The Adventures of Pluto Nash
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Intergalactic Chihuahua smuggler Pluto Nash has only been out of his lunar jail for a few hours when he’s forced to make a fast career change. While he’s in his friend Tony Francis’ run-down bar, a couple of gangsters show up, strap Tony to a chair and threaten to pour acid down his throat unless he pays back a hefty loan. In full. At once. Pluto offers the ruffians a deal: Free my friend, give me the bar and I’ll get the money to you. Seven years later he’s not only repaid the debt, he also has the most profitable nightclub in the moon’s Little America. Life is good. That is, until the mysterious Morgan stops by Club Pluto and offers to buy it for his boss, the doubly-mysterious Rex Crater. Pluto refuses, only to have his club firebombed. On the run with his antiquated but trusty android bodyguard Bruno and a down-on-her-luck singer named Dina, Pluto has to discover Crater’s true identity or die trying.
positive elements: The filmmakers go out of their way to make sure audiences know that Pluto is generous and kind-hearted. Not only does he save Tony from disfigurement and death, he also gives him advice about his struggling music career, advice that later makes Tony the moon’s biggest star. When Dina shows up on Club Pluto’s doorstep asking for help getting back to Earth, Pluto provides a job for her. After being asked to bring drinks up to Pluto’s room, Dina tells a coworker that she won’t provide any sexual favors for her boss; the coworker reassures her that she needn’t worry about that with Pluto. In several scenes, Pluto saves Dina’s life from the marauding Morgan and he even eventually helps her fulfill her dream of becoming a club singer. Pluto’s relationship with the android Bruno confirms his compassionate nature. Despite the fact that Bruno is horribly outdated and does a pretty poor job of defending his boss, Pluto refuses to trade him in for another model since the two have developed a friendship. Gambling is generally frowned upon in the film. Viewers learn that Rex Crater wants to turn the moon into one big casino. Pluto refuses to sell his club because he wants to keep Little America free from gambling. (Pluto does, however, bet on a game of pool.)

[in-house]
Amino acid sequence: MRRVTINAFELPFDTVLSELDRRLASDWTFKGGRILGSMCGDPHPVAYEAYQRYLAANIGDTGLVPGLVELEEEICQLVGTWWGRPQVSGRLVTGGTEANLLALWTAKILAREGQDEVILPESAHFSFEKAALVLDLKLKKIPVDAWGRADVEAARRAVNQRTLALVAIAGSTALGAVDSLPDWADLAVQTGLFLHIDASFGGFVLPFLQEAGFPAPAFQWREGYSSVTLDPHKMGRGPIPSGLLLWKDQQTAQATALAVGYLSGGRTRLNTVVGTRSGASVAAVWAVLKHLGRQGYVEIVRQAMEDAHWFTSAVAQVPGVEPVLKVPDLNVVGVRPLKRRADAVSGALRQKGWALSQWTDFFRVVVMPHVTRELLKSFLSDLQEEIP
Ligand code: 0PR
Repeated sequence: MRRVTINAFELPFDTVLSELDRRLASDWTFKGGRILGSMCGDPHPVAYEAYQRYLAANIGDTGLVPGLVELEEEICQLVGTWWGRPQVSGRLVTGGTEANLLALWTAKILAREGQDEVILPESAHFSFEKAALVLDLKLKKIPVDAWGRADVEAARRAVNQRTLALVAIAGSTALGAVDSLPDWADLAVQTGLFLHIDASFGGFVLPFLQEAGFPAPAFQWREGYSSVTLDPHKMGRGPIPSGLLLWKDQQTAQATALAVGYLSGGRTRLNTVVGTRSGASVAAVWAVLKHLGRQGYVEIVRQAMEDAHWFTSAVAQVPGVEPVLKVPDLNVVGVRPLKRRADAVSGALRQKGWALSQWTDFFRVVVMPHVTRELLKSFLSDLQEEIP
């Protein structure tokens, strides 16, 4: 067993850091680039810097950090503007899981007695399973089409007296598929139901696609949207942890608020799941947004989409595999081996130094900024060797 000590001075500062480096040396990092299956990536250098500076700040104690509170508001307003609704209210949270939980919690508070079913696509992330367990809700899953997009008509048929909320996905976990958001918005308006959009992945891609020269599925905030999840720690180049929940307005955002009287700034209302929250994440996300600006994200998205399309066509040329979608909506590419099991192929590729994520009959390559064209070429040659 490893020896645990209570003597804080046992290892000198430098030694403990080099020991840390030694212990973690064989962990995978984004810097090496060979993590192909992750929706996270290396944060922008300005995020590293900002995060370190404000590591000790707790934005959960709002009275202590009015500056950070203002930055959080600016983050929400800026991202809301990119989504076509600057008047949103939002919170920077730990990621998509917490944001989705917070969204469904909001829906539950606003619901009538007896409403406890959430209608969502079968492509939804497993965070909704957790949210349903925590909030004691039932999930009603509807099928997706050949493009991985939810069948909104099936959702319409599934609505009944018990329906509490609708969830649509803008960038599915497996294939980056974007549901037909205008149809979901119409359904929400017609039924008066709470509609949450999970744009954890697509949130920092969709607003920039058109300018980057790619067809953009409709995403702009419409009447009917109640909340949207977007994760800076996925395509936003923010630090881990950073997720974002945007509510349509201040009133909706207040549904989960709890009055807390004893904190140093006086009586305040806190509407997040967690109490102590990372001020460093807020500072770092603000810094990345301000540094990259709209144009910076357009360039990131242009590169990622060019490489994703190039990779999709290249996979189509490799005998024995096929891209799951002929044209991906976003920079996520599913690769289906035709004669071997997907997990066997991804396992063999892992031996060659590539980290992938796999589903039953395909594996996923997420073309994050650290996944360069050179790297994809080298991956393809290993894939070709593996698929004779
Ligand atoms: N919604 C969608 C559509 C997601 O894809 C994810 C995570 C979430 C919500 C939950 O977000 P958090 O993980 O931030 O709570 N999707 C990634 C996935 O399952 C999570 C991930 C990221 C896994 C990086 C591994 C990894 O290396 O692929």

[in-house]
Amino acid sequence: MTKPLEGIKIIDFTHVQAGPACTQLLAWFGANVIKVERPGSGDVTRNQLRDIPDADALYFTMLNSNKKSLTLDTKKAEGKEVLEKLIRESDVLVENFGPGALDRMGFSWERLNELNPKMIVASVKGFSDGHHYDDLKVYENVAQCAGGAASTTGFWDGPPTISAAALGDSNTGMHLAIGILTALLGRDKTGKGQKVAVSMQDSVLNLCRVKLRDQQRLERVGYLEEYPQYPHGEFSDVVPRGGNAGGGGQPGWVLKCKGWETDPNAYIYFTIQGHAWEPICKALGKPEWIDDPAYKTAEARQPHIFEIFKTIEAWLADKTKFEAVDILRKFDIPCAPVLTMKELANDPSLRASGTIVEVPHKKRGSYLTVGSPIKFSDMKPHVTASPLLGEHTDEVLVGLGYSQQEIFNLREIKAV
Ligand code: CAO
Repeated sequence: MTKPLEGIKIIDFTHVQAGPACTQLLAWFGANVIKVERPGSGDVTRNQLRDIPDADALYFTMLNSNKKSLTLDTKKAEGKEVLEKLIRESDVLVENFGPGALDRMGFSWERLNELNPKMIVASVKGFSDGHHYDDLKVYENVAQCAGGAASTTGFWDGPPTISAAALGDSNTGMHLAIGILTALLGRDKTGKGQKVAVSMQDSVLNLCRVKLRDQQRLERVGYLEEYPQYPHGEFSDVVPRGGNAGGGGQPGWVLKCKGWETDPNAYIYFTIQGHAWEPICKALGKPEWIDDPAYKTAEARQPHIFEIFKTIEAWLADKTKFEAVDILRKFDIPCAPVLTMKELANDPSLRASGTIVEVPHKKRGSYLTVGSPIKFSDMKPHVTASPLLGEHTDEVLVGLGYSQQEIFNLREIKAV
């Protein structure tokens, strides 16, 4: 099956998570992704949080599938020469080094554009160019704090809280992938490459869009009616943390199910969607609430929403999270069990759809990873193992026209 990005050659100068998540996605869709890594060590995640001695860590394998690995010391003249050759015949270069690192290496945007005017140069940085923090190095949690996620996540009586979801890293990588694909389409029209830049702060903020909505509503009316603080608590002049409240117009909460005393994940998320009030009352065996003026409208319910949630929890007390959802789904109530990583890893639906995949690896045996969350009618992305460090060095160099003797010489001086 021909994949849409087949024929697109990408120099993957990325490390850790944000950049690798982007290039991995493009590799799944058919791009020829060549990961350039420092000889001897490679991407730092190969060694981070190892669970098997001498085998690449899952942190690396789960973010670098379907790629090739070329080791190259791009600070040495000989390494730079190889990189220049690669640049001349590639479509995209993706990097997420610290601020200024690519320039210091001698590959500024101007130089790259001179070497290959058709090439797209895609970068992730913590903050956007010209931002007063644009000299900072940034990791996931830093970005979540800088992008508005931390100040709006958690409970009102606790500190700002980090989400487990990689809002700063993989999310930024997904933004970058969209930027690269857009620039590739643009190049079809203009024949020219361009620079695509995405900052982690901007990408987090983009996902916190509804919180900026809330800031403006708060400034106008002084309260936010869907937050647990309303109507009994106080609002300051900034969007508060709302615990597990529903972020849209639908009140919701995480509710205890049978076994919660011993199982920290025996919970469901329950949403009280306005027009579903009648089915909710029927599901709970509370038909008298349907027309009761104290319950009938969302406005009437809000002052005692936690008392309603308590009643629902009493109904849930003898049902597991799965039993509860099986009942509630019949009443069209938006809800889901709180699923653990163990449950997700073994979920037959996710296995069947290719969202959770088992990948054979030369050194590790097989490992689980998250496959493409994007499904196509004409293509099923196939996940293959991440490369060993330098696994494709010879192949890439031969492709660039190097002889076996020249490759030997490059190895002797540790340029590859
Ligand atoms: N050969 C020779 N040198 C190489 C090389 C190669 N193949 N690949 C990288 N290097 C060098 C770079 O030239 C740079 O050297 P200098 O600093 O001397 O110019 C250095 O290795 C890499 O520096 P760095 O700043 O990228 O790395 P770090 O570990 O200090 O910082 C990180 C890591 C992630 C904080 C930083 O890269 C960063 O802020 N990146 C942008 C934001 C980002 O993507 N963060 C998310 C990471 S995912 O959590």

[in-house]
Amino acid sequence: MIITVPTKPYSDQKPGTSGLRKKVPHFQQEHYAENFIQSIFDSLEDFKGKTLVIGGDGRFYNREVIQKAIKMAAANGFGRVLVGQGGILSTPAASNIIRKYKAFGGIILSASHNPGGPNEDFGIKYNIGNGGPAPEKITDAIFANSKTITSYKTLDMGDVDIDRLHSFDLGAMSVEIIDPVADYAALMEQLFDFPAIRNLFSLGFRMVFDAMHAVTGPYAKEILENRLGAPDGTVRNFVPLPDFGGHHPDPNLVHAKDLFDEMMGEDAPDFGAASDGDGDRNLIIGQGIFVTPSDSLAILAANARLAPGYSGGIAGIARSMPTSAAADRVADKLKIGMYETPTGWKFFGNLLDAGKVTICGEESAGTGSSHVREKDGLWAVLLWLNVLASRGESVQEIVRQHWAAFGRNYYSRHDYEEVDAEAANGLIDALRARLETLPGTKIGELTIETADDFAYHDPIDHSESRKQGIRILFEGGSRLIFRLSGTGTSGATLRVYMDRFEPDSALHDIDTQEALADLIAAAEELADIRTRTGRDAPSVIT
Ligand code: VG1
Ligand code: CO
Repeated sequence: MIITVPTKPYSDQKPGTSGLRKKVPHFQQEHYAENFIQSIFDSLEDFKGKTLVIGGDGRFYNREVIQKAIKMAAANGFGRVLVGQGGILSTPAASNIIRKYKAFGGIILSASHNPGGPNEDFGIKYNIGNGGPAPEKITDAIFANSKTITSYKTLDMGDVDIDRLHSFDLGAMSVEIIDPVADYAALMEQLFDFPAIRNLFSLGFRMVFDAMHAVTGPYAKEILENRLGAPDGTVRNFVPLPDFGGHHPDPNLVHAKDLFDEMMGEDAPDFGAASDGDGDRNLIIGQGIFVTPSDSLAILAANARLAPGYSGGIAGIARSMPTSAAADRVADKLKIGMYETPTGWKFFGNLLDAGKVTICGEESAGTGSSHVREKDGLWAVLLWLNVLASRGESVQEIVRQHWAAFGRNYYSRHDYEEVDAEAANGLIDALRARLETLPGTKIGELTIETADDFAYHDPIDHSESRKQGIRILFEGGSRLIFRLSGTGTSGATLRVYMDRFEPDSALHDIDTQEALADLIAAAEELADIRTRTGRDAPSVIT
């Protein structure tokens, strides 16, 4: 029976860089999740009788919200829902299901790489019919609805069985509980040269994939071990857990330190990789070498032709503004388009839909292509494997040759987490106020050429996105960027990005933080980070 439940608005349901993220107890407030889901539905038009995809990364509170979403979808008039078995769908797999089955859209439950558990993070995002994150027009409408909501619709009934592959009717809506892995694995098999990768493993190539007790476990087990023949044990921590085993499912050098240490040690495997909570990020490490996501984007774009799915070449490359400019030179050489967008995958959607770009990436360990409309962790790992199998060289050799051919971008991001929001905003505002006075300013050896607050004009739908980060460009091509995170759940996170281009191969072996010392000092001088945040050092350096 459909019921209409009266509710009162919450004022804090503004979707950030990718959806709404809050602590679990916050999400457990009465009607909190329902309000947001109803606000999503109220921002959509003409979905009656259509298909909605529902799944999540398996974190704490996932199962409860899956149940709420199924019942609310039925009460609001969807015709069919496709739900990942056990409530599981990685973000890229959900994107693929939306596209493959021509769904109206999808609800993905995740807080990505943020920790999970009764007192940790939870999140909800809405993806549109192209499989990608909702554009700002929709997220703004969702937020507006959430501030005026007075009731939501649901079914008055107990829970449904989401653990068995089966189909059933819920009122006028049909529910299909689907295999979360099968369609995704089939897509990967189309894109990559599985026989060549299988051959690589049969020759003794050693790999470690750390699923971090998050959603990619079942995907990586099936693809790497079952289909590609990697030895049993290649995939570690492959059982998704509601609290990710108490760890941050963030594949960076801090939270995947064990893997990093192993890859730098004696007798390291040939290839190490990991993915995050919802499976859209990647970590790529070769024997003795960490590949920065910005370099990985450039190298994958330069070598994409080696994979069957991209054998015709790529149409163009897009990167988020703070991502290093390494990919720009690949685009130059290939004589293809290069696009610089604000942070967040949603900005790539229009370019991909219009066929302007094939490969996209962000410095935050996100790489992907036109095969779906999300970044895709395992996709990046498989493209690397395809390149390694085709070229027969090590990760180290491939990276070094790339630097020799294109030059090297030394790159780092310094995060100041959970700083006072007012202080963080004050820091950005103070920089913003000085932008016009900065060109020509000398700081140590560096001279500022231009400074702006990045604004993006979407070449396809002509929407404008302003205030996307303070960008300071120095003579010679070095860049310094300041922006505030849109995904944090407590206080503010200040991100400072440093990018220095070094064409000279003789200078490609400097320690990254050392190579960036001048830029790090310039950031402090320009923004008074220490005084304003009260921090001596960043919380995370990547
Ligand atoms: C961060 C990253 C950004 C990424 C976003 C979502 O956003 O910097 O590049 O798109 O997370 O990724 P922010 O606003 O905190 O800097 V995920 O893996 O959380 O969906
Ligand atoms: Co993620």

spiritual content: Dina began her singing career by performing at weddings, bar mitzvahs and reincarnation ceremonies.
sexual content: Three words: Androids. Sex. Jokes. Bruno is repeatedly the butt of both visual and verbal humor throughout the film, from his second sentence until the closing scene. He flirts with a number of scantily clad androids, one of which—a "French Maid" model owned by Pluto—has the disconcerting habit of repeatedly dropping objects and bending down to pick them up. Upon seeing her, Bruno slaps her on the rear. In return, he receives a slap on the face (which seems to delight him). While sneaking into Crater’s casino, an amorous automated slot machine tails Bruno, urging him to "get lucky." When a frustrated Bruno rips its arm off, it moans excitedly and calls him "a sick b-----d." After running low on energy, Bruno gets a jump start by having a battery clipped to a small metal bar in his crotch. And he laments his chances of hooking up with another android he’s fond of since they aren’t "compatible" (he’s 110 volts and she’s 220).